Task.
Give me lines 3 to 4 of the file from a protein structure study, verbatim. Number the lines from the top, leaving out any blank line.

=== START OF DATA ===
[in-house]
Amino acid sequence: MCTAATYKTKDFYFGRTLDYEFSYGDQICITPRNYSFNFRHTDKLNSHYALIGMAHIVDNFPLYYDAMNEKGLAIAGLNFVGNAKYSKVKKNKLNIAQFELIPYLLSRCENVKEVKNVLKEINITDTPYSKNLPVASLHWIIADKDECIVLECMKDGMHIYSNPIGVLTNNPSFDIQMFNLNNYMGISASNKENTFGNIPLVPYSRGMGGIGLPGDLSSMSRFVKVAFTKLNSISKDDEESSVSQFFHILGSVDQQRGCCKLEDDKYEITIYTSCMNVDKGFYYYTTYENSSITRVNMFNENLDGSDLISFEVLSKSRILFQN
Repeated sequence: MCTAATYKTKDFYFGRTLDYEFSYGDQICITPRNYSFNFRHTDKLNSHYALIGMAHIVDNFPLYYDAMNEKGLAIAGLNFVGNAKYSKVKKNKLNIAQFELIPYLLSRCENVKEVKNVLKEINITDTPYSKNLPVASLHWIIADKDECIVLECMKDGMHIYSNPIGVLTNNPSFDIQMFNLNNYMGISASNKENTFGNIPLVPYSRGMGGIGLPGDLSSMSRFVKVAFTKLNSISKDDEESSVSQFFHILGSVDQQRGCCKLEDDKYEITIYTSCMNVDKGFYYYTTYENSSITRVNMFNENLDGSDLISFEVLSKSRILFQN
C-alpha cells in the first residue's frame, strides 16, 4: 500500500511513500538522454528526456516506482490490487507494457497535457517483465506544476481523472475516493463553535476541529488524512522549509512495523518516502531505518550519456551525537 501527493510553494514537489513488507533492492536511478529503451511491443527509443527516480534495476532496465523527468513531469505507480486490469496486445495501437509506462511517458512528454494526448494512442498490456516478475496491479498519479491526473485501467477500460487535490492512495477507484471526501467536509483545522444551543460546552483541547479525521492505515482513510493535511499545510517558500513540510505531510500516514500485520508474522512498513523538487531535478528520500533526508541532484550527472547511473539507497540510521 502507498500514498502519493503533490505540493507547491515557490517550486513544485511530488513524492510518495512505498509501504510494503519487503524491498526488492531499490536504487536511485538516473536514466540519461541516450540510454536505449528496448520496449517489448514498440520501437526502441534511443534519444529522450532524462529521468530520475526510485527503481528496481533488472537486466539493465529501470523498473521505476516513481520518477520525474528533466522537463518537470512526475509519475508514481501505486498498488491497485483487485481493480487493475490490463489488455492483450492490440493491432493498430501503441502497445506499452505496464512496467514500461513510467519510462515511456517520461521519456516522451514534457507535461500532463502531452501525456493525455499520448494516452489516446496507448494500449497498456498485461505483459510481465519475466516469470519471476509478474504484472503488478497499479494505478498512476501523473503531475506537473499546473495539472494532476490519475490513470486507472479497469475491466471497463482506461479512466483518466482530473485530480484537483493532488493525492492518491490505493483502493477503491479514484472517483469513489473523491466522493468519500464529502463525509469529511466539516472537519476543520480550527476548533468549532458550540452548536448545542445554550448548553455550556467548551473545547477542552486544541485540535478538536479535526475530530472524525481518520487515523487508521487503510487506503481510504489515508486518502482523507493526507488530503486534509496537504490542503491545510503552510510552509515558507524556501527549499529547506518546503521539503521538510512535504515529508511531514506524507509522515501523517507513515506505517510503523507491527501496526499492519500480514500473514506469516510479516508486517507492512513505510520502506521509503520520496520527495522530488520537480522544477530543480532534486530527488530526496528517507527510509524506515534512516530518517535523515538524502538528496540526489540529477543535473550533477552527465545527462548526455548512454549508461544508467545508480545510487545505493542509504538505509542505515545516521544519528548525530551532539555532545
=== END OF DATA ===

Repeated sequence: MCTAATYKTKDFYFGRTLDYEFSYGDQICITPRNYSFNFRHTDKLNSHYALIGMAHIVDNFPLYYDAMNEKGLAIAGLNFVGNAKYSKVKKNKLNIAQFELIPYLLSRCENVKEVKNVLKEINITDTPYSKNLPVASLHWIIADKDECIVLECMKDGMHIYSNPIGVLTNNPSFDIQMFNLNNYMGISASNKENTFGNIPLVPYSRGMGGIGLPGDLSSMSRFVKVAFTKLNSISKDDEESSVSQFFHILGSVDQQRGCCKLEDDKYEITIYTSCMNVDKGFYYYTTYENSSITRVNMFNENLDGSDLISFEVLSKSRILFQN
C-alpha cells in the first residue's frame, strides 16, 4: 500500500511513500538522454528526456516506482490490487507494457497535457517483465506544476481523472475516493463553535476541529488524512522549509512495523518516502531505518550519456551525537 501527493510553494514537489513488507533492492536511478529503451511491443527509443527516480534495476532496465523527468513531469505507480486490469496486445495501437509506462511517458512528454494526448494512442498490456516478475496491479498519479491526473485501467477500460487535490492512495477507484471526501467536509483545522444551543460546552483541547479525521492505515482513510493535511499545510517558500513540510505531510500516514500485520508474522512498513523538487531535478528520500533526508541532484550527472547511473539507497540510521 502507498500514498502519493503533490505540493507547491515557490517550486513544485511530488513524492510518495512505498509501504510494503519487503524491498526488492531499490536504487536511485538516473536514466540519461541516450540510454536505449528496448520496449517489448514498440520501437526502441534511443534519444529522450532524462529521468530520475526510485527503481528496481533488472537486466539493465529501470523498473521505476516513481520518477520525474528533466522537463518537470512526475509519475508514481501505486498498488491497485483487485481493480487493475490490463489488455492483450492490440493491432493498430501503441502497445506499452505496464512496467514500461513510467519510462515511456517520461521519456516522451514534457507535461500532463502531452501525456493525455499520448494516452489516446496507448494500449497498456498485461505483459510481465519475466516469470519471476509478474504484472503488478497499479494505478498512476501523473503531475506537473499546473495539472494532476490519475490513470486507472479497469475491466471497463482506461479512466483518466482530473485530480484537483493532488493525492492518491490505493483502493477503491479514484472517483469513489473523491466522493468519500464529502463525509469529511466539516472537519476543520480550527476548533468549532458550540452548536448545542445554550448548553455550556467548551473545547477542552486544541485540535478538536479535526475530530472524525481518520487515523487508521487503510487506503481510504489515508486518502482523507493526507488530503486534509496537504490542503491545510503552510510552509515558507524556501527549499529547506518546503521539503521538510512535504515529508511531514506524507509522515501523517507513515506505517510503523507491527501496526499492519500480514500473514506469516510479516508486517507492512513505510520502506521509503520520496520527495522530488520537480522544477530543480532534486530527488530526496528517507527510509524506515534512516530518517535523515538524502538528496540526489540529477543535473550533477552527465545527462548526455548512454549508461544508467545508480545510487545505493542509504538505509542505515545516521544519528548525530551532539555532545